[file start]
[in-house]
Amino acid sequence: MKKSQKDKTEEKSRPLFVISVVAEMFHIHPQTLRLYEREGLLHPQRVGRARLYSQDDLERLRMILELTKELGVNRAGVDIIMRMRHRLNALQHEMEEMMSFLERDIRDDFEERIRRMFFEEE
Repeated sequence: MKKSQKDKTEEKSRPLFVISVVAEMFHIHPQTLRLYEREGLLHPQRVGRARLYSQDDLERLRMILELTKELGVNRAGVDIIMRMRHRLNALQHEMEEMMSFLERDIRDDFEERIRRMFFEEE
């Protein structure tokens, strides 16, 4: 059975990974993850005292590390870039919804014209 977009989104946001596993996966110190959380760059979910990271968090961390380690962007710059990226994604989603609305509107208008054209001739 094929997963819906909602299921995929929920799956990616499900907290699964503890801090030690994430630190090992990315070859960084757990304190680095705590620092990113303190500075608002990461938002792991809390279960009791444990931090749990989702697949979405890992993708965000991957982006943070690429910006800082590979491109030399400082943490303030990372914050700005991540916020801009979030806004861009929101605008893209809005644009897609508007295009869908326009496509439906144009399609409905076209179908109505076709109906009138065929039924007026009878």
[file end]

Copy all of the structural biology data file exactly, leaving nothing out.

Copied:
[in-house]
Amino acid sequence: MKKSQKDKTEEKSRPLFVISVVAEMFHIHPQTLRLYEREGLLHPQRVGRARLYSQDDLERLRMILELTKELGVNRAGVDIIMRMRHRLNALQHEMEEMMSFLERDIRDDFEERIRRMFFEEE
Repeated sequence: MKKSQKDKTEEKSRPLFVISVVAEMFHIHPQTLRLYEREGLLHPQRVGRARLYSQDDLERLRMILELTKELGVNRAGVDIIMRMRHRLNALQHEMEEMMSFLERDIRDDFEERIRRMFFEEE
């Protein structure tokens, strides 16, 4: 059975990974993850005292590390870039919804014209 977009989104946001596993996966110190959380760059979910990271968090961390380690962007710059990226994604989603609305509107208008054209001739 094929997963819906909602299921995929929920799956990616499900907290699964503890801090030690994430630190090992990315070859960084757990304190680095705590620092990113303190500075608002990461938002792991809390279960009791444990931090749990989702697949979405890992993708965000991957982006943070690429910006800082590979491109030399400082943490303030990372914050700005991540916020801009979030806004861009929101605008893209809005644009897609508007295009869908326009496509439906144009399609409905076209179908109505076709109906009138065929039924007026009878």